RE: report on EV and SSL MITM proxying

Well, if nothing else we have teased out a pretty big assumption buster:


From: []
On Behalf Of Ryan Sleevi
Sent: Monday, March 07, 2011 3:40 PM
To: 'peter williams';
Subject: RE: report on EV and SSL MITM proxying



Because of this, I think it may also be useful to re-evaluate the use of TLS
client authentication, and consider exploring possible alternatives methods
of identification. 


I think the next argument is going to be: add any amount of assurance of the
TLS-based client authn (eID, level 5 certs, . ) it's all to no avail - as
the need to intercept the tunnel is of far greater social need than
facilitating https-based user authentication (TLS Client authn). Simply put,
tunnel interception is more important than TLS client authn, in overall web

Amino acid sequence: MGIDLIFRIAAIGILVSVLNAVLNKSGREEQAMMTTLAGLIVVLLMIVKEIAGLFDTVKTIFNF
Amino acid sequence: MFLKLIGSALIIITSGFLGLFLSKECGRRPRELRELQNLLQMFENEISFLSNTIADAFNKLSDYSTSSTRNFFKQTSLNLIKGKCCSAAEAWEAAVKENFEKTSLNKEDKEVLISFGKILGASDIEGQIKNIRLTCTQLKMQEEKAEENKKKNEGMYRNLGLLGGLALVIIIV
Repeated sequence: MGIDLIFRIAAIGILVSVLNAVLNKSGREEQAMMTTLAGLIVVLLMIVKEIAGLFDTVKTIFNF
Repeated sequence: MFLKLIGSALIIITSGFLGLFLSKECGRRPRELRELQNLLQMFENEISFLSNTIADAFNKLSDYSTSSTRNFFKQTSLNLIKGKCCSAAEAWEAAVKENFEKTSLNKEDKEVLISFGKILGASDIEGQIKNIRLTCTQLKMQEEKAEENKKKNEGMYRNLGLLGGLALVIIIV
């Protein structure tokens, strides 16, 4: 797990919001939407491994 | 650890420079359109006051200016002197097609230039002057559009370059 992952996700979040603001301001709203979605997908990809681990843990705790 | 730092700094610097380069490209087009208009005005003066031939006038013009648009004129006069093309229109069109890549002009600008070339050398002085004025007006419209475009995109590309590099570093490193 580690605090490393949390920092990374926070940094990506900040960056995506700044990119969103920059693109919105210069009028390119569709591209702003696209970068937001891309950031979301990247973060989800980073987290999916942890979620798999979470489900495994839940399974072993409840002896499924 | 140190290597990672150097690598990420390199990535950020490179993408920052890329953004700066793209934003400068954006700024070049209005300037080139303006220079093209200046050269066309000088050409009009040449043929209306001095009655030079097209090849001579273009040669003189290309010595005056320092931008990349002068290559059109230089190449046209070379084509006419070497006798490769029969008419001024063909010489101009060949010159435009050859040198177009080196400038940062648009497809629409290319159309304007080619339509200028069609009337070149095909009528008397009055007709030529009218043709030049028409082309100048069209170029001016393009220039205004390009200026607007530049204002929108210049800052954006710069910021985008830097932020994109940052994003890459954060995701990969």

culture. And, technically, you cannot have both (1) firewall MITM
interception AND (2) end-end TLS client authn (i.e. (1) and (2) are


Is that fair restatement of the core argument?


Now, when I talked to the SonicWall folks at the RSA show, they contrasted
their work with Microsoft's Threat Management Gateway product (as vendors
are want to do, when competing). Much as Microsoft was proud of ensuring
that user's MIGHT be warned of the interception act, Sonic was proud of a
reverse re-signing capability in in their firewall - one in which the
firewall would dynamically resign the user cert's cited during TLS client
authn (as received on SSL bridge half between browser and firewall). Of
course, this enables the bridging firewall to spoof the user name ==
SAN_URI, since the eventual relying party no longer has the assurance of the
self-signed user cert


So, how do we do what we set out to do (use TLS client authn, and
self-signed certs that point back at a foaf card?) 



Received on Tuesday, 8 March 2011 00:42:18 UTC